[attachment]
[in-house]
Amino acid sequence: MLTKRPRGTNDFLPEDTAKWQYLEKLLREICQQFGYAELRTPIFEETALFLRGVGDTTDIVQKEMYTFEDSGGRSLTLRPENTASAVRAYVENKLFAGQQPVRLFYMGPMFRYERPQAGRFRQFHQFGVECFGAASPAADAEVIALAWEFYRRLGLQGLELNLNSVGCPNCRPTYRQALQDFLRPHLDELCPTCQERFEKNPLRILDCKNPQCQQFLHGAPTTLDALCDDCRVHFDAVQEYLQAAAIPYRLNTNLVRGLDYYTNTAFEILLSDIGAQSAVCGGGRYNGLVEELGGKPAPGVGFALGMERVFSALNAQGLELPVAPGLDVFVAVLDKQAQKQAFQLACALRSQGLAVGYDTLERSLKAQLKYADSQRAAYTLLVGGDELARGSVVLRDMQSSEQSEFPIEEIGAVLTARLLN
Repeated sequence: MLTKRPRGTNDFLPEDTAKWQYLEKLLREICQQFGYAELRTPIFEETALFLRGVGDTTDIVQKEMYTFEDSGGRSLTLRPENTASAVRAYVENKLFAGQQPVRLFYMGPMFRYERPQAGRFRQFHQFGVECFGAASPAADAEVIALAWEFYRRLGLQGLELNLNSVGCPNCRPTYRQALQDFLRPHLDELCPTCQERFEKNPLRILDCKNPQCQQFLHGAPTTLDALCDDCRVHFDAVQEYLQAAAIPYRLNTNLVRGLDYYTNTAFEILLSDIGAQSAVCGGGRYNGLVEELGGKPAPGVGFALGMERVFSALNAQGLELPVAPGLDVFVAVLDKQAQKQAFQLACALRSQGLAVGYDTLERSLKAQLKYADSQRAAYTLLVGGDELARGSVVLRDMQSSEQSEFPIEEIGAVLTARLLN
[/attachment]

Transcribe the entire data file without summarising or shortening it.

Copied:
[in-house]
Amino acid sequence: MLTKRPRGTNDFLPEDTAKWQYLEKLLREICQQFGYAELRTPIFEETALFLRGVGDTTDIVQKEMYTFEDSGGRSLTLRPENTASAVRAYVENKLFAGQQPVRLFYMGPMFRYERPQAGRFRQFHQFGVECFGAASPAADAEVIALAWEFYRRLGLQGLELNLNSVGCPNCRPTYRQALQDFLRPHLDELCPTCQERFEKNPLRILDCKNPQCQQFLHGAPTTLDALCDDCRVHFDAVQEYLQAAAIPYRLNTNLVRGLDYYTNTAFEILLSDIGAQSAVCGGGRYNGLVEELGGKPAPGVGFALGMERVFSALNAQGLELPVAPGLDVFVAVLDKQAQKQAFQLACALRSQGLAVGYDTLERSLKAQLKYADSQRAAYTLLVGGDELARGSVVLRDMQSSEQSEFPIEEIGAVLTARLLN
Repeated sequence: MLTKRPRGTNDFLPEDTAKWQYLEKLLREICQQFGYAELRTPIFEETALFLRGVGDTTDIVQKEMYTFEDSGGRSLTLRPENTASAVRAYVENKLFAGQQPVRLFYMGPMFRYERPQAGRFRQFHQFGVECFGAASPAADAEVIALAWEFYRRLGLQGLELNLNSVGCPNCRPTYRQALQDFLRPHLDELCPTCQERFEKNPLRILDCKNPQCQQFLHGAPTTLDALCDDCRVHFDAVQEYLQAAAIPYRLNTNLVRGLDYYTNTAFEILLSDIGAQSAVCGGGRYNGLVEELGGKPAPGVGFALGMERVFSALNAQGLELPVAPGLDVFVAVLDKQAQKQAFQLACALRSQGLAVGYDTLERSLKAQLKYADSQRAAYTLLVGGDELARGSVVLRDMQSSEQSEFPIEEIGAVLTARLLN